Google, of Alphabet, announces on 30th June about its latest acquisition, i.e. smart Canadian glassmaker, North Inc. The eight years old, Ontario-based wearable AR startup is known for its Focals smart glasses, and it is reported to be an expert help to progressively invest in Google’s hardware efforts and ambient computing future.
Google’s North acquisition & what it means
The terms of the internet search giant’s deal have not been revealed. However, according to reports, it approximately paid $180 million to acquire the startup. Google further informs that the North team would be joining its office in Kitchener-Waterloo, Canada. The startup on its website says, “We are winding down Focals 1.0, and we will not be shipping Focals 2.0, but we hope you will continue the journey with us as we start this next chapter.”
Google, itself was among the early tech companies to venture into the smart glass arena with its infamous ‘Google Glass’, launched in 2012. But the consumer product couldn’t click with the masses due to high initial pricing and privacy concerns because of the presence of a video camera. Its display surface was also distractingly placed as a transparent block in front of the user’s face, which proved to be another disadvantage. However, Google shifted its focus to the enterprise market with the “Google Glass Enterprise Edition 2” for doctors, assembly-line workers, mechanics, and other professions that might benefit from hands-free computing.
What are Focals smart glasses?
‘Focals’ is a pair of smart glasses, developed and offered by North, with a range of sizes, styles and colors for its frames. It was successful in keeping a balance between its smart features along with its attempt to preserve the basics of ‘normal glasses’. It supported prescription lenses, and the technology was less invasive. Focals’ holographic display surface was the lens of the glasses itself, from its thicker-than-normal temple arms poked out a laser projector that fired into the lens. It has a special coating that allows the projection to reflect light into the eye.
The smart glass worked like a smartwatch tethering to your phone for internet and personal data. All the computer components and the battery are placed into its thick arms. The device supported calendar viewing, weather, pop-up notifications, navigation, Uber, some messaging support and even Amazon Alexa support for voice commands. However, its absence from being a part of Google or Apple ecosystem duopoly led to a few app and ecosystem issues.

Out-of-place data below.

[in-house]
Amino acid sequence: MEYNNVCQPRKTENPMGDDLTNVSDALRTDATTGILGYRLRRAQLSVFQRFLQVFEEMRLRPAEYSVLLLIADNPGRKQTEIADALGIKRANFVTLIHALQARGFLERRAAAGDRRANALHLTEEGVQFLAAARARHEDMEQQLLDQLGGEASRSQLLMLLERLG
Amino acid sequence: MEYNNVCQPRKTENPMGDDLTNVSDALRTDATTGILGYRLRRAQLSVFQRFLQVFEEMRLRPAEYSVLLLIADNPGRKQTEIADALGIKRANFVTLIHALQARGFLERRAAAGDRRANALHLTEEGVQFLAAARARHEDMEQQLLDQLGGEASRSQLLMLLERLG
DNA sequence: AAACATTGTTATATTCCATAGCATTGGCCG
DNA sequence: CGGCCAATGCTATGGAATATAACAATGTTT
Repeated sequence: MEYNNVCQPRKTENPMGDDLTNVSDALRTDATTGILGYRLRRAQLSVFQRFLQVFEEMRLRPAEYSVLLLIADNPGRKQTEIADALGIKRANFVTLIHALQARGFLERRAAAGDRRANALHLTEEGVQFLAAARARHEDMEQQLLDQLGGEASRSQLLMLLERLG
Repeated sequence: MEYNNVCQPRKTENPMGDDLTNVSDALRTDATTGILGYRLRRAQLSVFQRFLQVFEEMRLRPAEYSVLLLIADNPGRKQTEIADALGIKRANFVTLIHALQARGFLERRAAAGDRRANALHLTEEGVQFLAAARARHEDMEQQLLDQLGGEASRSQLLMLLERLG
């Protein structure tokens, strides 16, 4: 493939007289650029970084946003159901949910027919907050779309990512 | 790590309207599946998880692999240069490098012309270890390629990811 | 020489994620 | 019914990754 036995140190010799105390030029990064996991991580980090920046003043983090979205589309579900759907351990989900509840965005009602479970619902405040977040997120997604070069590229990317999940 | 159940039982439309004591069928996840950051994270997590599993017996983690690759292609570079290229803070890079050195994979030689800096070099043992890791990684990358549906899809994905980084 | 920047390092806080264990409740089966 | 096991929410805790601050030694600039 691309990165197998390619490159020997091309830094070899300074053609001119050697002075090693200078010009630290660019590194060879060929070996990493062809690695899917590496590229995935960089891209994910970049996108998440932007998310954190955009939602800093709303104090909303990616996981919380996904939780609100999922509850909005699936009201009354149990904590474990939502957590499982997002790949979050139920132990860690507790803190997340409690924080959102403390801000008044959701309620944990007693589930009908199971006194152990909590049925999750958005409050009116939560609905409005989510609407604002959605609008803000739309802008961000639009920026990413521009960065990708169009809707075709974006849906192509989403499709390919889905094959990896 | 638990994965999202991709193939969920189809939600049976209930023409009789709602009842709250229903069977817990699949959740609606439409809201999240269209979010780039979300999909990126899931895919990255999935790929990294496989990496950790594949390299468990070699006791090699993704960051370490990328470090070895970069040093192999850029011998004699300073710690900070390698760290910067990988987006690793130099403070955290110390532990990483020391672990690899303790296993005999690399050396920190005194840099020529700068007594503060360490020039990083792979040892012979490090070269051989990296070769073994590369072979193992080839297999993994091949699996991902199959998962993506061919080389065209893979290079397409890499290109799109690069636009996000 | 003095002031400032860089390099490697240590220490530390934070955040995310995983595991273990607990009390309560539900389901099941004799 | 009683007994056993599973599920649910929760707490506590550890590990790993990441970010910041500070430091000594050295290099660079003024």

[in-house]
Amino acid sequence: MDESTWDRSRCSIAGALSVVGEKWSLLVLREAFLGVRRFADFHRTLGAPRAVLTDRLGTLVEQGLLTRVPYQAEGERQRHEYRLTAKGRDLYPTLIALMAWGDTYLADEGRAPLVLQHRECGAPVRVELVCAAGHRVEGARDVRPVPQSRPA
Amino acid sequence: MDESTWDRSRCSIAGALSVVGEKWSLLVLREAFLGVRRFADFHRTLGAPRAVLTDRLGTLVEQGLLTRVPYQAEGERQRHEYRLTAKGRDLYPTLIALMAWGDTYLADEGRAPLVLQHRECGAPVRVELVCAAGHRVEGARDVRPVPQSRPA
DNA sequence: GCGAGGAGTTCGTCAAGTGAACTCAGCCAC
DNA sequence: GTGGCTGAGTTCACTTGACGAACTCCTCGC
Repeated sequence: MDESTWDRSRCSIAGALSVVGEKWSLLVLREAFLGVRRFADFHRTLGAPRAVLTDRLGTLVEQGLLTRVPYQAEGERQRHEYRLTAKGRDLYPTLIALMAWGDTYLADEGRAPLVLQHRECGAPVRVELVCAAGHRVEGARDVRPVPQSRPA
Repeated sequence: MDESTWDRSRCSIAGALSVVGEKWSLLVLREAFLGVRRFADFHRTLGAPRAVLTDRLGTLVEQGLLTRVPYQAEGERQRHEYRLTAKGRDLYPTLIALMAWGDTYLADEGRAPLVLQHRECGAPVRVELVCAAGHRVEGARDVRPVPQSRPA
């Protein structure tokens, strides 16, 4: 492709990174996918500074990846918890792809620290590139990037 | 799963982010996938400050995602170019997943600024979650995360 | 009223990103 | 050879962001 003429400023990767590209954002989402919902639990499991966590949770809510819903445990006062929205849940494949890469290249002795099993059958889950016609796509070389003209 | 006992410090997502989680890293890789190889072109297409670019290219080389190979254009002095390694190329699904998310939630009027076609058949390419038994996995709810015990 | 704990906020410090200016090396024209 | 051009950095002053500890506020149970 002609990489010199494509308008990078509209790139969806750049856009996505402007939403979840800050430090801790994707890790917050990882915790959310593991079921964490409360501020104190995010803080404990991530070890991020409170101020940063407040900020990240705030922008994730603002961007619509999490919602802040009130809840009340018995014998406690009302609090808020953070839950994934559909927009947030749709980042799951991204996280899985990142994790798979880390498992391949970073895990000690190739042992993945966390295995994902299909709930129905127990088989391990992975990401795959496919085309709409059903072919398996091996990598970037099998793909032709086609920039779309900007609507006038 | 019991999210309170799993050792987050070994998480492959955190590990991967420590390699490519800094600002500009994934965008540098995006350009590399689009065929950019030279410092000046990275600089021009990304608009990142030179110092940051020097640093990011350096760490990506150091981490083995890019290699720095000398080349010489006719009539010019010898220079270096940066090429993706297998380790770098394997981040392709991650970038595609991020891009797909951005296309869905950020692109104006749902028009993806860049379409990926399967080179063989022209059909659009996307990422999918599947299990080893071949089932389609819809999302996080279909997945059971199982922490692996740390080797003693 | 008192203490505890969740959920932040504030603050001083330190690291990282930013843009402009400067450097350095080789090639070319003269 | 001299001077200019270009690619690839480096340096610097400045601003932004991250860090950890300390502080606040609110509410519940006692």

The other vital input mechanism was a fun Joystick Ring, called the Loop. The ring was to be worn around the index finger and control the Joystick nub with the thumb by making a fist. That allowed directional navigation through the UI.
Issues faced by Focals’ smart glasses
The Focals smart glasses were valued anywhere between $600- $1,000, depending on the color and prescription needs, and launched in 2019. However, the device had some problems, mainly due to the specifics of the laser-beam scanning (LBS) display. CCS Insight analyst Leo Gebbie described how he had tried North’s smart glasses, and thought they needed some refinement, but represented a “crystal ball” into how the technology could eventually evolve.
According to few analysts, the laser stuck out of the temple and reflected off the glasses’ lens into the pupil. The angles weren’t working as a straight reflection; hence a holographic coating was required on the glasses’ lens to work as a tiled mirror, further directing the laser light into the eye at the right angle. The effective sweet spot was strangely small, so much so that North’s Focals required every customer to reach out to a physical store and have their head 3D scanned to agree to a custom made pair of glasses for them. Yet, the display was tiny with just a 300×300 resolution and a 15-degree field of view.
Although the product was ahead of its time, the company wasn’t doing so well for itself before this acquisition. It was planning for Focals 2.0 with a better display and lighter body, but that is also scrapped as of now. According to reports, the company likely sold very few Focals and was running out of money.
About the startup, North
North Inc., formerly known as Thalmic Labs, was founded in 2012 by Stephen Lake, Matthew Bailey and Aaron Grant, graduates of University of Waterloo Mechatronics Engineering program. Stephen Lake was the CEO of the company until Google’s acquisition. The company’s first debut product was Myo, a gesture-controlled armband that was introduced in 2013. After its discontinuation in 2018, Focals was launched in 2019.
Smart glasses are proving to be a revolutionary technology, and the race for its market is likely to explore further in the years to come.